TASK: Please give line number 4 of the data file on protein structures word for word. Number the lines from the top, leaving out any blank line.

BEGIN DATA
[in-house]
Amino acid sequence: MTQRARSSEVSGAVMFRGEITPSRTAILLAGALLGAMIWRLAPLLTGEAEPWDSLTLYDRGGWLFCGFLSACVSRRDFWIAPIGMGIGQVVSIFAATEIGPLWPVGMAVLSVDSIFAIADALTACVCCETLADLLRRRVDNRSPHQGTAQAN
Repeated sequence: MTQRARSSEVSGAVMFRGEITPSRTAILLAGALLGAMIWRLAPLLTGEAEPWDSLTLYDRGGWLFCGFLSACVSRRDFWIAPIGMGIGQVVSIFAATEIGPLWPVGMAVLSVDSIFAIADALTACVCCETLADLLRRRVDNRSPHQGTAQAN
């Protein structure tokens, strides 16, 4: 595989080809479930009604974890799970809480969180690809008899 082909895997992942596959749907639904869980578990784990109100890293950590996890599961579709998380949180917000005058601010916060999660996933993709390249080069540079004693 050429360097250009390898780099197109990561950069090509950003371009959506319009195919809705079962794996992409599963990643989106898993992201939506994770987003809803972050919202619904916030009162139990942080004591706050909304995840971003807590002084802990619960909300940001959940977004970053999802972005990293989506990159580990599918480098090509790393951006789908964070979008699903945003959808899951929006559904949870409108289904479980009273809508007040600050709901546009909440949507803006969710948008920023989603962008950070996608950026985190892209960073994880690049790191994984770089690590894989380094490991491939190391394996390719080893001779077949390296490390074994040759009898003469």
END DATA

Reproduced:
């Protein structure tokens, strides 16, 4: 595989080809479930009604974890799970809480969180690809008899 082909895997992942596959749907639904869980578990784990109100890293950590996890599961579709998380949180917000005058601010916060999660996933993709390249080069540079004693 050429360097250009390898780099197109990561950069090509950003371009959506319009195919809705079962794996992409599963990643989106898993992201939506994770987003809803972050919202619904916030009162139990942080004591706050909304995840971003807590002084802990619960909300940001959940977004970053999802972005990293989506990159580990599918480098090509790393951006789908964070979008699903945003959808899951929006559904949870409108289904479980009273809508007040600050709901546009909440949507803006969710948008920023989603962008950070996608950026985190892209960073994880690049790191994984770089690590894989380094490991491939190391394996390719080893001779077949390296490390074994040759009898003469």